and funding, the entire shoreline that was affected by the adverse weather. An international team of specialists has been contacted to aid in this venture.
The Daymaniyat Islands Project intends to turn the situation to advantage by demonstrating the urgent need for improved protection and management of resources while they undergo much needed recovery and remediation. Only time will tell just how much natural recovery is possible and the situation will be carefully monitored to ensure that everything possible is done to urge the resources back to good health.
Prior to Gonu, significant progress had been made. Coral reef surveys showed notable growth in many coral communities over the past few decades as revealed through analysis of aerial and satellite imagery acquired since the mid 1980’s. This suggested that the protection bestowed on the area by the Government’s declaration of the Daymainyat Islands Nature Reserve in 1996 has had a very positive effect. We hope that the ESO team, together with the Ministry of Environment and Climate Affairs, SQU and a swathe of existing international collaborators, can restore the monitoring stations and allow one of Oman’s most valuable natural environments to recover its former beauty. The pledge of continued funding from the project’s main supporter, the Kerzner Marine Foundation, has already set us on track.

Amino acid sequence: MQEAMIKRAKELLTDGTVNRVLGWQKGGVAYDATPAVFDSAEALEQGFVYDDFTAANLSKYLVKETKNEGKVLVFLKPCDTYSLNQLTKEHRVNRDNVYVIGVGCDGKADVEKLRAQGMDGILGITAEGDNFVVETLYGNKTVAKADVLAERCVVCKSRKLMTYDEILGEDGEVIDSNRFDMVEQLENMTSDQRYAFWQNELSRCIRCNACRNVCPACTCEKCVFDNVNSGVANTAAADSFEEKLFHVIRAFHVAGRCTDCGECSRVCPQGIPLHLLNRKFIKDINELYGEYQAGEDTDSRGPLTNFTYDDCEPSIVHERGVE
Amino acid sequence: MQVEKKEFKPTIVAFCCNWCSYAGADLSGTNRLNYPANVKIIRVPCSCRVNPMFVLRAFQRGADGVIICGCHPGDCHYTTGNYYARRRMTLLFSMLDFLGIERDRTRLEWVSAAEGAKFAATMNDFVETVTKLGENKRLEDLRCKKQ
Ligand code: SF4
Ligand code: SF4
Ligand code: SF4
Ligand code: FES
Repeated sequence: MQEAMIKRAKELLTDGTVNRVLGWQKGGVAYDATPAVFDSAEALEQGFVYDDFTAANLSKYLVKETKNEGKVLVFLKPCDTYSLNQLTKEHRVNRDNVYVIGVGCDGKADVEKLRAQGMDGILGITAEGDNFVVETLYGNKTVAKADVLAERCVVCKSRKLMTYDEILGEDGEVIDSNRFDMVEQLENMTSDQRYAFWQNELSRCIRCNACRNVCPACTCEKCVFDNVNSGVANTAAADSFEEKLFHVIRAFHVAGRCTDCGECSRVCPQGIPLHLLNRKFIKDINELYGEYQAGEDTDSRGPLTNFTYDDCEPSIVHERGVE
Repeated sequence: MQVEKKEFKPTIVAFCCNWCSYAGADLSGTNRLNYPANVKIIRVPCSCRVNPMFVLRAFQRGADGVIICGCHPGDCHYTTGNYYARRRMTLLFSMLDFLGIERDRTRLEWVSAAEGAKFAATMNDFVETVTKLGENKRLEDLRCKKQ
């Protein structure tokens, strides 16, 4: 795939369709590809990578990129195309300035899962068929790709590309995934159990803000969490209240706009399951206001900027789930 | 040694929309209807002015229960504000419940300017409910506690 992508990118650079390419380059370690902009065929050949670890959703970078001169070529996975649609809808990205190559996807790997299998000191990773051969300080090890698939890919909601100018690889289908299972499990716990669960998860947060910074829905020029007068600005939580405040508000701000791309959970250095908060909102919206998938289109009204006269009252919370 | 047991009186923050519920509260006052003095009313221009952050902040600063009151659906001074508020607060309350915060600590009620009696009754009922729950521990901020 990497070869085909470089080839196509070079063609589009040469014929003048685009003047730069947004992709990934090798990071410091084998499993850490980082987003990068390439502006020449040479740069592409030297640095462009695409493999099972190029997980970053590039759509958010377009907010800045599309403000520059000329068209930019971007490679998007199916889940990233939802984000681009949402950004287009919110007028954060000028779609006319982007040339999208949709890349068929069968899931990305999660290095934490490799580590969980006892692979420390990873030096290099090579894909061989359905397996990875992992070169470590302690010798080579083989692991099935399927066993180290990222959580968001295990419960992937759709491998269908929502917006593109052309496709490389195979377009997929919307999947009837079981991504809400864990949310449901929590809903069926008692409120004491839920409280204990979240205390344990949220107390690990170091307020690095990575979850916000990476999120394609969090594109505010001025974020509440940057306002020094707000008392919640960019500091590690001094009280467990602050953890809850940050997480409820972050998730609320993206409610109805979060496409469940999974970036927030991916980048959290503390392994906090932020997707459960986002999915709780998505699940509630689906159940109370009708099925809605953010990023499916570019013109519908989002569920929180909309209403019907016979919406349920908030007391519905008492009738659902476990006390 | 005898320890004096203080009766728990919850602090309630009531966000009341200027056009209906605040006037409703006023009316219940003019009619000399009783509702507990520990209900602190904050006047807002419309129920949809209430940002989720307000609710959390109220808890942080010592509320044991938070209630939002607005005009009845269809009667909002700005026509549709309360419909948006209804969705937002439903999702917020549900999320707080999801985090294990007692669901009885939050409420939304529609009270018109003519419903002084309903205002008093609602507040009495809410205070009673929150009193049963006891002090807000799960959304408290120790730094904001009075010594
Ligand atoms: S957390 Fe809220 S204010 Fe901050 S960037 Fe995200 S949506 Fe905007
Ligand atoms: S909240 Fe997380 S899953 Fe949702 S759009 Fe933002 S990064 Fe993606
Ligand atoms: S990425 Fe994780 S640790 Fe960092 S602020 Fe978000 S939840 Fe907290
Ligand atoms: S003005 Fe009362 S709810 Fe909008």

4- MOORING BUOYS CAMPAIGN
Cyclone Gonu has severely put back plans to establish a more widely available system of mooring buoys. Most, if not all, mooring buoys were lost in the extremely rough sea during the adverse weather conditions and a new effort will be required to re-secure this facility that helps to reduce damage to coral and other marine communities resulting from careless anchoring. We are grateful for the support of this project to date – more is now needed for this project to succeed. TERRESTRIAL ENVIRONMENT
1- PROJECT WA’AL
The aim of this project is to raise public awareness of the importance of conservation of the Wa’al al ‘Arabi (Hemitragus jayakari). ESO is currently developing a proposal for a pilot project in Wadi As-Sareen nature reserve, habitat to the Wa’al to build the capacity of the local people and preserve this endangered species. The project will promote sustainable tourism, encourage environmental protection and empower the local community. It is planned that ENVIRONMENT SOCIETY OF OMAN
PROGRESS REPORT 2006-2007
this pilot project will serve as a template which can be replicated in other nature reserves in the Sultanate.
2- PROJECT SHAJAR